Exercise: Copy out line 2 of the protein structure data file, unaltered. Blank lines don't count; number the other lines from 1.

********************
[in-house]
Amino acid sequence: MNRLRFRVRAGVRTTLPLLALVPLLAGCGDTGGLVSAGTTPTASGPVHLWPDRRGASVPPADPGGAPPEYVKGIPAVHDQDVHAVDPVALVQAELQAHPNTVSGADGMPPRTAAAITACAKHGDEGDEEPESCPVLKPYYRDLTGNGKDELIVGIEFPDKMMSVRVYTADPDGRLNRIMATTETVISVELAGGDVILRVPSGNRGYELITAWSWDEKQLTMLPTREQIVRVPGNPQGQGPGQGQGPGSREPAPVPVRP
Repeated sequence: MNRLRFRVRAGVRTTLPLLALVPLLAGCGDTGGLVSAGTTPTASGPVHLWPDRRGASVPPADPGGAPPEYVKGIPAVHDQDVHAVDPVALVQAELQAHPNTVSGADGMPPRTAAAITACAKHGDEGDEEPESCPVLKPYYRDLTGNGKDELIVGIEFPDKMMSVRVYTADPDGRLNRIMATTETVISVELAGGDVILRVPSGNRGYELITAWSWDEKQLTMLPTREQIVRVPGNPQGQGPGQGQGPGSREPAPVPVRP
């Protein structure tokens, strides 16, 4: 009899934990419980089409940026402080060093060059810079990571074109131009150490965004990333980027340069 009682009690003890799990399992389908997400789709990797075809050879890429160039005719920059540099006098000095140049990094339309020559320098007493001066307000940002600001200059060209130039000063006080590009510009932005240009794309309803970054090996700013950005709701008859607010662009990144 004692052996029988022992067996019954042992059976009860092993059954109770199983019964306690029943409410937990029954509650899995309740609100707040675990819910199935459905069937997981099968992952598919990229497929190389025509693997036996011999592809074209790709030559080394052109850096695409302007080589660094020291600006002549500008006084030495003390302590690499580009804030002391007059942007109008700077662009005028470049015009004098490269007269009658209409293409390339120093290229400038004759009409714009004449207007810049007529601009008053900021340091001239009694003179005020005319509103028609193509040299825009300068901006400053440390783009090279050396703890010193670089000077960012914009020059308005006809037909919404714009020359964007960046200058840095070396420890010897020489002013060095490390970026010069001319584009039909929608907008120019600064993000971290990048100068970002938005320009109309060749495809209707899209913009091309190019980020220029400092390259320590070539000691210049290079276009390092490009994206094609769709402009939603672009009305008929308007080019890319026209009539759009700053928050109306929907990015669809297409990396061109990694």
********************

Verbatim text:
Amino acid sequence: MNRLRFRVRAGVRTTLPLLALVPLLAGCGDTGGLVSAGTTPTASGPVHLWPDRRGASVPPADPGGAPPEYVKGIPAVHDQDVHAVDPVALVQAELQAHPNTVSGADGMPPRTAAAITACAKHGDEGDEEPESCPVLKPYYRDLTGNGKDELIVGIEFPDKMMSVRVYTADPDGRLNRIMATTETVISVELAGGDVILRVPSGNRGYELITAWSWDEKQLTMLPTREQIVRVPGNPQGQGPGQGQGPGSREPAPVPVRP